From the BlackBerry outage, to Yahoo giving it the boot, BlackBerry makers Research in Motion (RIM) have not been having the best week, and many are concluding that it is the beginning of the end for the beleaguered company. Whether it is the end, or just a series of unfortunate events, there is no doubt that they’re are struggling fiercely to stay afloat amidst market-dominating Apple, and their runner-up, the Android market.
It all started when news broke earlier this week that Yahoo’s new CEO Marisa Mayer issued a memo listing all of the devices from which employees could choose for their company-issued phones. Notably missing from that list was the BlackBerry – a Yahoo staple for years. Instead of the BlackBerry, employees can choose between the iPhone 5, Samsung Galaxy S3, HTC Evo 4G LTE, and the Nokia Lumia 920. Given that Mayer included a phone whose platform is yet to be released to the public, the Windows Phone 8, many are saying that this is a sign that Mayer considers the RIM platform a has-been.
Then today, incidentally the day that the long-coveted iPhone 5 was released to the public, BlackBerry users in Europe and Africa faced a massive e-mail outage. The disruption lasted as long as three hours for some users, leading BlackBerry to issue a public apology, with CEO Thorsten Heins stating, ‘‘I want to apologize to those BlackBerry customers in Europe and Africa who experienced an impact in their quality of service earlier this morning. The BlackBerry service is now fully restored and I can report that no data or messages were lost. Preliminary analysis suggests that those customers may have experienced a maximum delay of 3 hours in the delivery and reception of their messages.’’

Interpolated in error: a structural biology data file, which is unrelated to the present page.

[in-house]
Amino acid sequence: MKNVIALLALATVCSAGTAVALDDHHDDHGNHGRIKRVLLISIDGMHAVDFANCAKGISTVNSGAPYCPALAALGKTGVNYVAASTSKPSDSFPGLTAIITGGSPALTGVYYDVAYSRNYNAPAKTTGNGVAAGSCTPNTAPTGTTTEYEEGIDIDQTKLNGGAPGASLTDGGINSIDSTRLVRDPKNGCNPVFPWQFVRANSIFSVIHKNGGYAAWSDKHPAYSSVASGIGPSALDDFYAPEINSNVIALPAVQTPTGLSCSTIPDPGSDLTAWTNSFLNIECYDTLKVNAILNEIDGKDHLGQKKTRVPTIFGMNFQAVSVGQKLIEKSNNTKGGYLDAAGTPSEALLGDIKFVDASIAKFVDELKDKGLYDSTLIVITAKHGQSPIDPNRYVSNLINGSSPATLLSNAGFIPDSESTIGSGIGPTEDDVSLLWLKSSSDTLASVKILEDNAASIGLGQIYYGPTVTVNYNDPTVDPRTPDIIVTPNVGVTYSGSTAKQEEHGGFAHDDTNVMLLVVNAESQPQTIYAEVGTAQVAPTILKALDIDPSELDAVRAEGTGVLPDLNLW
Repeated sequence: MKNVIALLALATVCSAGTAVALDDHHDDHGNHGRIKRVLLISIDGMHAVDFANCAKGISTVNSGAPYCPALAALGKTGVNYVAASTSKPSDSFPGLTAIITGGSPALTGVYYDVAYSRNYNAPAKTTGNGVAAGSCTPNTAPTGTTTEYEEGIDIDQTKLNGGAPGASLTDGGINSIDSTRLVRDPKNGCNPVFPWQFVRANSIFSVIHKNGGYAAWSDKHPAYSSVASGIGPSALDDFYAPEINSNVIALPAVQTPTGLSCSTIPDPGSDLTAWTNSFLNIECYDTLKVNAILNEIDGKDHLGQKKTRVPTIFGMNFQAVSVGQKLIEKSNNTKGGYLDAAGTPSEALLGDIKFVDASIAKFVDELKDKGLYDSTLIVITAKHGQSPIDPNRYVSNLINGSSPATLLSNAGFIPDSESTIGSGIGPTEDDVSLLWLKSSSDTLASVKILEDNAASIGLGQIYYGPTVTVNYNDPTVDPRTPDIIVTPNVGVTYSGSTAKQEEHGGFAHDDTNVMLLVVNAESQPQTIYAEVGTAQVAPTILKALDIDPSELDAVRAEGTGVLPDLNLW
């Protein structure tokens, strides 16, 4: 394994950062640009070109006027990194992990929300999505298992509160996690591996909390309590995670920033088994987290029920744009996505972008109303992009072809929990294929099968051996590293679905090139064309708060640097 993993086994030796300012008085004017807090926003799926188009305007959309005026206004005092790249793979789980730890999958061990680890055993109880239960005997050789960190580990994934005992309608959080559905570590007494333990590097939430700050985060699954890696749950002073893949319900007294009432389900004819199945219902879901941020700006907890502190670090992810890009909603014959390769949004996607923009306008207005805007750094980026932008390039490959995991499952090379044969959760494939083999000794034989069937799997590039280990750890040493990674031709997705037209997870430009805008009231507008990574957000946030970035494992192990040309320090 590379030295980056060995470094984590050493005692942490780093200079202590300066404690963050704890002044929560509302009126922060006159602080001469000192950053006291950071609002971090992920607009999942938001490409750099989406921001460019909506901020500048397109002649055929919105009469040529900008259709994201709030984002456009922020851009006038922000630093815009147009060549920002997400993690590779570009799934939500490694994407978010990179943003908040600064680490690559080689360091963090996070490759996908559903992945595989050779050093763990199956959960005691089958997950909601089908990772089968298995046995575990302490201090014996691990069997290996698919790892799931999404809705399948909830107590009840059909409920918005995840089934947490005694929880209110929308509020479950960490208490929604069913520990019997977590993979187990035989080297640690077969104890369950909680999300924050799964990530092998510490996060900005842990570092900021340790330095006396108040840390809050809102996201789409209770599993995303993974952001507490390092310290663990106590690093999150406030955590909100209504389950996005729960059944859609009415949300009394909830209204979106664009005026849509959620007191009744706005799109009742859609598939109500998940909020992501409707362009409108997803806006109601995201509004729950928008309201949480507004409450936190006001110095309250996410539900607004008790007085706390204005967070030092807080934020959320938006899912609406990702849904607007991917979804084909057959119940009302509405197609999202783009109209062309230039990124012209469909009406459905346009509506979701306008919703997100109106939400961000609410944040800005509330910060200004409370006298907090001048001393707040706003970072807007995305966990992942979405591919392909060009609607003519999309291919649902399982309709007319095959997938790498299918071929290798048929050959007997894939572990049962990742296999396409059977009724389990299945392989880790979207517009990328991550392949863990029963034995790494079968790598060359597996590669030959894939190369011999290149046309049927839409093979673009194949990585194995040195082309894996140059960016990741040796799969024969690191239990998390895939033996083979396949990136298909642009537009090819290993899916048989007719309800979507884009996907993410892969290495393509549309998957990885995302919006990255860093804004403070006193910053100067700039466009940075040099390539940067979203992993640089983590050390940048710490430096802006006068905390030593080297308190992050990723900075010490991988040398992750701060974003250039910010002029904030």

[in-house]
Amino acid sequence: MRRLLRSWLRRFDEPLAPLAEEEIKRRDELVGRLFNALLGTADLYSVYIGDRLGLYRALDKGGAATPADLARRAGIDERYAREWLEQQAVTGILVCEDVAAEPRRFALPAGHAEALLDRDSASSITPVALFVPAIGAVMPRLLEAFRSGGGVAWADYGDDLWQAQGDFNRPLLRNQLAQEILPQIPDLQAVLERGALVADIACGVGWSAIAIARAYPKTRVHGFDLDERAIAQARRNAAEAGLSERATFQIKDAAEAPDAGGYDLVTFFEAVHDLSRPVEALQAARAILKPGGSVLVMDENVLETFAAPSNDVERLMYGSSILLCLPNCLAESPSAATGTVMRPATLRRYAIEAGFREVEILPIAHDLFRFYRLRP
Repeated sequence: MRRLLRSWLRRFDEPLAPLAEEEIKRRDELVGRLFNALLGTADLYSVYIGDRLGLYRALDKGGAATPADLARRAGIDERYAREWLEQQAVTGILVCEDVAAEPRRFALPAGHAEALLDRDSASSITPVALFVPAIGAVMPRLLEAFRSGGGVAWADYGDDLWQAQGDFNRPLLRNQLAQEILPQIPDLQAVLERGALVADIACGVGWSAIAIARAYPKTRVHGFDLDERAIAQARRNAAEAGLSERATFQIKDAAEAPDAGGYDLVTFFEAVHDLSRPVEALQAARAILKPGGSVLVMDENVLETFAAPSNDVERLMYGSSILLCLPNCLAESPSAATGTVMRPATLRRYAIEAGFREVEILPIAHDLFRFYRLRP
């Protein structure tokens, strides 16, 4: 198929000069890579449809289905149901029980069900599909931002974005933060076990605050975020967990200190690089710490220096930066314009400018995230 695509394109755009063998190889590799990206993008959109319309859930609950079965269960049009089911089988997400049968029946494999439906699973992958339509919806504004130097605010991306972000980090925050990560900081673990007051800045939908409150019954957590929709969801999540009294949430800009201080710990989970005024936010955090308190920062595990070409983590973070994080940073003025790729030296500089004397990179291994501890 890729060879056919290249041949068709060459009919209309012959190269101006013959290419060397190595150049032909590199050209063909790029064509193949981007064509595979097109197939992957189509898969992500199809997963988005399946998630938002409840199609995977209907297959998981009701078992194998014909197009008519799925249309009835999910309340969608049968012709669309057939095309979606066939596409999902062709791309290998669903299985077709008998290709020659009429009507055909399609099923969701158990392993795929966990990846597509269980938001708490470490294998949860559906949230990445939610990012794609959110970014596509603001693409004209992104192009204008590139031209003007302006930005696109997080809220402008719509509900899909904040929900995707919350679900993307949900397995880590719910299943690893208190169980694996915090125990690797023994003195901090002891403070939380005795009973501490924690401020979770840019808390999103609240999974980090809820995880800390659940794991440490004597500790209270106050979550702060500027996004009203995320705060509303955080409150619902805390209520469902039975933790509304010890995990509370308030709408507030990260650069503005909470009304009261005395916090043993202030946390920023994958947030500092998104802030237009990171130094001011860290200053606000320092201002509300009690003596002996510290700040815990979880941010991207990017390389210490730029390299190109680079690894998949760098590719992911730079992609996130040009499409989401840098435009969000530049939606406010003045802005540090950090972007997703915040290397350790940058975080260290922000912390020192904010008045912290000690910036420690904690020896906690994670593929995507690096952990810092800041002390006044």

RIM is preparing to launch their new BlackBerry 10 software and some analysts attribute today’s outage to issues with the switch over. The switch over comes with massive layoffs and turnover at the Canada-based company, as they try to navigate through both tanking in sales, and trying to prepare for the launch of the new BlackBerry. Whether this is just the storm before the calm, or BlackBerry’s last stand, there is no doubt that today’s SNAFU could not have had worse timing.
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